If I were to do something like this I would think about what Kermit2's mention was. I can buy a pile of 0 to 2500 PSIG pressure transducers with a 4 to 20 mA two wire output for under $150 each. If I assume a 2200 PSIG full bottle with a 0 to 2500 PSIG gauge I only need a two wire loop easily powered from where the user is. I guess if for some reason I want to power the loop from the bottle storage location I can but I see no reason to? There are countless way to power a single loop or a dozen or more loops. I would take my 4 to 20 mA and run it through a 1% 250 Ohm resistor giving me 4 to 20 mA = 1 to 5 Volts. Take the 1 to 5 volts and offset it by 1 volt and amplify it to 0 to 5 volts and drive a LM3914 type circuit. Then 3 LEDs Green, 3 LEDs Amber and 3 LEDs Red followed by a blinking LED where the oxygen is history. Something like that anyway.

    There are so many variables to this and so many unanswered questions. My reply is based purely on a mix of assumption and speculation. If this is for any sort of a medical application or the end users are invalid patients or nursing home patients then this is a whole new game requiring a new game plan. :) However, based on my read I would be thinking sensing pressure rather than weight.

    Ron
     
  12. pking01

    Thread Starter New Member

    Apr 21, 2015
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    0
    Thanks for all responses it was for domestic heating propane supply some rural houses don't have a fixed has supply so rely on bottles a full gas bottle weighs 95kg and empty 47kg! I was looking and bathroom scales but they have an auto off feature which doesn't Help....great idea with cctv camera this could work potentially maybe fixed on the scale reading! More responses welcome

    Thanks in advance
     
  13. strantor

    AAC Fanatic!

    Oct 3, 2010
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    How about suspend the bottle from a spring-loaded arm; I would use a piece of scrap wood with a $3.50 gate hinge and a $3 screen door spring, attached to a fence post. Attach a $1 potentiometer fixed to the pivot point of the arm, and run a cord (old ethernet cable or 3-wire extension cord will work, or whatever you already have) from the potentiometer into the house.

    tankweight.png
    scale2.png

    Before attaching the pot, fine-tune the spring positioning/tension so that an empty bottle is lifted significantly higher than a full bottle. At least 90 degrees of travel from empty to full would be best, but less should be OK. Then drill a hole into the wood that is a tight fit for the potentiometer shaft. Center the pot so that it is mid-resistance (5K for a 10K pot) and press it in, aligned with the connection points pointing up. Then hang a rigid weight from the potentiometer body to keep it aligned up/down ( a hose clamp around the body securing it to a bent coat hanger with a small weight should work). Tape a zip-lock bag over the pot & connections to keep out moisture. Putting some discarded desiccant packs from pill bottles inside would be a good idea too.



    Inside a small enclosure (altoids tin, tupperware, whatever you laying around), place (2) 9V batteries (or an appropriate number of AA or AAA or coin cells or whatever), one of these $2 voltmeters, a $0.15 button, and this circuit:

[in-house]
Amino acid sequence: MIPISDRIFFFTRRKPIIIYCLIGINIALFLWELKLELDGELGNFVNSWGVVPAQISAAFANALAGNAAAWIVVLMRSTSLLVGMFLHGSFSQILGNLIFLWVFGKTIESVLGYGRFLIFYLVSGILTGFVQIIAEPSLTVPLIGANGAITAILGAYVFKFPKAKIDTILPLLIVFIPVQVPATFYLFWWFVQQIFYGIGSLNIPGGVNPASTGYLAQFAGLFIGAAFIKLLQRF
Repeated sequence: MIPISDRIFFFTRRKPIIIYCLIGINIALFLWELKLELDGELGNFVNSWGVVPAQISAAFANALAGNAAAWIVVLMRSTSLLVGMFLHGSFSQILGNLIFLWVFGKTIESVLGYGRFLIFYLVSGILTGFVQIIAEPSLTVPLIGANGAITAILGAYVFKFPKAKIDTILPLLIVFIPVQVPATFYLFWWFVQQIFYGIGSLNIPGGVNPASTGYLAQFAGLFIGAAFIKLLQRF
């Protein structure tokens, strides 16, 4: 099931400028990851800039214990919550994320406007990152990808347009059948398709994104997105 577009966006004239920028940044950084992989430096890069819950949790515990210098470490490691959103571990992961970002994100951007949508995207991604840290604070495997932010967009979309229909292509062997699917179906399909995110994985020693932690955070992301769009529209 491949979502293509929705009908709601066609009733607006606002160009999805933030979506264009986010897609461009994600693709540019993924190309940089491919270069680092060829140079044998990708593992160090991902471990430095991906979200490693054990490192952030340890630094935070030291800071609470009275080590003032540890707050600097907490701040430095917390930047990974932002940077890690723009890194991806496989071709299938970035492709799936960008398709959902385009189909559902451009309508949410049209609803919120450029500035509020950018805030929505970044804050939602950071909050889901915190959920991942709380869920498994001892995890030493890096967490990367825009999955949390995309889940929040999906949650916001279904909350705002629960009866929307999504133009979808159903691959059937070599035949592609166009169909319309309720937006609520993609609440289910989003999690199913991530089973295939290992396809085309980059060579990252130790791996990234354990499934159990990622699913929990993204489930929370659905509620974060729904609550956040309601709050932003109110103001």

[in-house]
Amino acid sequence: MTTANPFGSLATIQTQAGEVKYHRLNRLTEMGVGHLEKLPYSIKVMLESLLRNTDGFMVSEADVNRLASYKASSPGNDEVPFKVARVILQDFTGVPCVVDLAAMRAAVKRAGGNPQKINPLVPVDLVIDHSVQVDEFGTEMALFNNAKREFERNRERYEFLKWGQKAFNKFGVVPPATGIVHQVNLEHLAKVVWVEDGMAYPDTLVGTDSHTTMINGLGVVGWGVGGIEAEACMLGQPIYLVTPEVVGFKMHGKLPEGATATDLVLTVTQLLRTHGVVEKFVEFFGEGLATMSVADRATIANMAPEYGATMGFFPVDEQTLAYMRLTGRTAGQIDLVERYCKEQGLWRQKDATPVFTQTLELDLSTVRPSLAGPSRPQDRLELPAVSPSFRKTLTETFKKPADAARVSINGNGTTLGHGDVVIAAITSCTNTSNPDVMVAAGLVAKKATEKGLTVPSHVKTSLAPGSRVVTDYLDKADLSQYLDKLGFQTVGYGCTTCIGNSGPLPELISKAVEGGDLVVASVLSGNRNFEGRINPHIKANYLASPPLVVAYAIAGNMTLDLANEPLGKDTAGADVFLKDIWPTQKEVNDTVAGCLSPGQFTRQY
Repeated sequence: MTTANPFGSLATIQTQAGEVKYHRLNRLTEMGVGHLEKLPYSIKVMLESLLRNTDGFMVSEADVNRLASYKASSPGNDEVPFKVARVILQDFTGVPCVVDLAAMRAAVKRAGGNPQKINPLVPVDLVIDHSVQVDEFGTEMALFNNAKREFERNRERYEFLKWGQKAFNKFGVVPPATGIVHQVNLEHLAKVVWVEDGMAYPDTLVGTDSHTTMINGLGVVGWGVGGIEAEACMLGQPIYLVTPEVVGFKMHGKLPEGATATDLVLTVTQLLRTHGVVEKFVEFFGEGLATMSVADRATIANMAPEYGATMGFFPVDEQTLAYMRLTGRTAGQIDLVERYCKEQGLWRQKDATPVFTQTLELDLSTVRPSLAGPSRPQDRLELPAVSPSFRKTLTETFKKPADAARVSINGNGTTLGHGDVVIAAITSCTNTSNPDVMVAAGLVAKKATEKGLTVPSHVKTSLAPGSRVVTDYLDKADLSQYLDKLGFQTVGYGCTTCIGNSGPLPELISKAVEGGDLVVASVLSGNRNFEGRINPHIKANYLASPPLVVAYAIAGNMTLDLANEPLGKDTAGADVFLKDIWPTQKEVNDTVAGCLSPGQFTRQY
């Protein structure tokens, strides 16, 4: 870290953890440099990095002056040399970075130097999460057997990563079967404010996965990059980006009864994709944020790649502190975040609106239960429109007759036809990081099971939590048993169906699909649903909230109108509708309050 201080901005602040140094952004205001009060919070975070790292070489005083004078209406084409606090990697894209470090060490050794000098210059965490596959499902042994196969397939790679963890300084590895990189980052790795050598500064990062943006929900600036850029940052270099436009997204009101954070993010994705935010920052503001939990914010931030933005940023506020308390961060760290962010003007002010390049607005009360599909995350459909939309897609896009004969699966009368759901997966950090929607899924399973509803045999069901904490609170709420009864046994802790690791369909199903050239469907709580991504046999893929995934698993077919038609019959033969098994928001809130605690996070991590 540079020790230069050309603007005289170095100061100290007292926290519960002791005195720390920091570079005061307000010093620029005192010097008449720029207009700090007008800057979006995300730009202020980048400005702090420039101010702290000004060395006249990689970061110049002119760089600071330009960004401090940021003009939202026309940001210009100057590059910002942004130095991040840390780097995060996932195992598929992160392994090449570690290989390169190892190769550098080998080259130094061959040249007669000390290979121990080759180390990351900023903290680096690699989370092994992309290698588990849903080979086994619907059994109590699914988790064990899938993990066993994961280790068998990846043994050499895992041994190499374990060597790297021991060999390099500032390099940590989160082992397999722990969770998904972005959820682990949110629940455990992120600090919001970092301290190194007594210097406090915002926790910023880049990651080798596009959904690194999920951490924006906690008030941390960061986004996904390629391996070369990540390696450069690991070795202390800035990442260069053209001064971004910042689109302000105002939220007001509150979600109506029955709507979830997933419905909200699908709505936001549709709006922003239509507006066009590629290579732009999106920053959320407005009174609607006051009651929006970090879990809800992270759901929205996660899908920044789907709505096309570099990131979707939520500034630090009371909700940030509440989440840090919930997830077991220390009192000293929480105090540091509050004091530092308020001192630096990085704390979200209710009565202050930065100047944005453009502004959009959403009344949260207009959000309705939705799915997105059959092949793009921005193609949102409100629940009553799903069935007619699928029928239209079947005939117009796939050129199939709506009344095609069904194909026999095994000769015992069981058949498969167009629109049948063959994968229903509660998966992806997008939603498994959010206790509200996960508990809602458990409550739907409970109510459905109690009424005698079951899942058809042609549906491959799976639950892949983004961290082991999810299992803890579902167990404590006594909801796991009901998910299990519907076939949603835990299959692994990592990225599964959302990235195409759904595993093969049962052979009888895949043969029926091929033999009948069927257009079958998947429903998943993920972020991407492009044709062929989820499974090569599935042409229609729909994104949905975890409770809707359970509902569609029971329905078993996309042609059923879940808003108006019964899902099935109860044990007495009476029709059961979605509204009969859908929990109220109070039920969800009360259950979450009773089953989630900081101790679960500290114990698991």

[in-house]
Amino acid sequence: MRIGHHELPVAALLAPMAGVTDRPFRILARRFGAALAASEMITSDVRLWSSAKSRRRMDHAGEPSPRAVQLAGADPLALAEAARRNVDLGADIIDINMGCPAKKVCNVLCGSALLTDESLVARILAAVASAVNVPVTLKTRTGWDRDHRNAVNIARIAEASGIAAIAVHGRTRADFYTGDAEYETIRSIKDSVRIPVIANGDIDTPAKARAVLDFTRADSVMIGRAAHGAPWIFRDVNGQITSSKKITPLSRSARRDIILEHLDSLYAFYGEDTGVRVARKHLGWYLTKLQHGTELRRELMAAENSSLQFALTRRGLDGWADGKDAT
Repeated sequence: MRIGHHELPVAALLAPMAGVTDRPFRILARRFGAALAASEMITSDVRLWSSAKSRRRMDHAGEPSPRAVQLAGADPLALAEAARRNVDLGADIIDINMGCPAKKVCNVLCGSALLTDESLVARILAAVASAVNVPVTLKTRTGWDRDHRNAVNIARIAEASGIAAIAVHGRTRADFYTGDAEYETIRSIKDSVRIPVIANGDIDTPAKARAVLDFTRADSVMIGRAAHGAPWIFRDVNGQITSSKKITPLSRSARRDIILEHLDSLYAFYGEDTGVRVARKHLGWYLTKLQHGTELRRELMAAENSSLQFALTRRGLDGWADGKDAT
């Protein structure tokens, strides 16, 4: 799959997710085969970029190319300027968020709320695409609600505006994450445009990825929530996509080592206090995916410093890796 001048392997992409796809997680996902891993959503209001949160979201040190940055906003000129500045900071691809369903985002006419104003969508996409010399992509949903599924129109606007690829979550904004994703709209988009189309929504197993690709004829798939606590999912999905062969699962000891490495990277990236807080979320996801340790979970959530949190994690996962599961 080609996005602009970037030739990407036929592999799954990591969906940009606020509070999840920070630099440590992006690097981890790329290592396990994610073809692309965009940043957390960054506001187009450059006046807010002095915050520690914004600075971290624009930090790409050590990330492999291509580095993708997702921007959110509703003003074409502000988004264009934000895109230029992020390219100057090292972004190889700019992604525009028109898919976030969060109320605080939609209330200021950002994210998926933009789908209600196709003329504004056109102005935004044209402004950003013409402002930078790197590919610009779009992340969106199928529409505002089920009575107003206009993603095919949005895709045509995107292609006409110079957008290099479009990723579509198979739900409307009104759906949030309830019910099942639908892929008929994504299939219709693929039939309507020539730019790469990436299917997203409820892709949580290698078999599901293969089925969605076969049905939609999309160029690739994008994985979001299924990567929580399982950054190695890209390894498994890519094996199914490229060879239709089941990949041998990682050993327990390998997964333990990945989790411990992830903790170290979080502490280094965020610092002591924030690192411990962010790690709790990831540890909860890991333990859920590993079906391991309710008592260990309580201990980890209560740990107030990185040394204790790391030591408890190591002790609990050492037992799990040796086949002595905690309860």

scale.png

    The precision voltage reference (v. ref) is a low-power signal regulator, not a power voltage regulator; it's purpose is to present the pot with an unchanging voltage as batteries drain. It can be a cheap part like this $0.46 12V reference, and the trim pots are only about $0.10.

    Make sure the pot is connected so that a fuller bottle gives a higher output voltage and an emptier bottle gives a lesser voltage.

    Hang a full bottle on the arm and hold down the button; adjust the top trim pot so that the display reads exactly 10V out. Then hang an empty bottle and adjust the bottom trim pot until the display reads zero. Then go back and fine tune the top pot with a full bottle, then the bottom pot with an empty bottle again. You might have to repeat again one or more times to get the calibration perfect so that full = 10.0 (100%) and empty = 00.0 (0%).

    When the button is pressed, the circuit energizes, and the elderly can see the bottle charge level in "percent." The meter draws 8mA, the voltage ref draws about 4 mA, and the pots' series resistance will draw maximum of about 10mA. That's 22mA, achievable by coin cell batteries. This could probably fit inside a tic tac box if you wanted it to.:
    [​IMG]

    When the button is not pressed, no current is drawn from the circuit and the batteries' charge level will not drain. It should last a very long time on batteries even if checked several times daily.

    This project could cost you as little as $6.50 for hardware and $3.80 for electronics, not including shipping. Even less if you already have some of the stuff. $10.30 is not a bad price.
     
    Last edited: Apr 22, 2015
  14. Kermit2

    AAC Fanatic!

    Feb 5, 2010
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  15. Reloadron

    Active Member

    Jan 15, 2015
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    Location? Knowing we are looking at LPG is great but location is important because here in the US and also in for example GB and other Euro countries there are Legislation / Regulations that govern how the gas must be stored and managed right down to construction of the storage container. For example in GB:

    Also, what environmental conditions? Areas where the storage is exposed to for example snow and rain or freezing ice may effect a scale operation? Do the bottles have automatic changeover?

    Ron
     
  16. wayneh

    Expert

    Sep 9, 2010
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    OK, that rules out pressure methods.
     
  17. mcgyvr

    AAC Fanatic!

    Oct 15, 2009
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  18. Reloadron

    Active Member

    Jan 15, 2015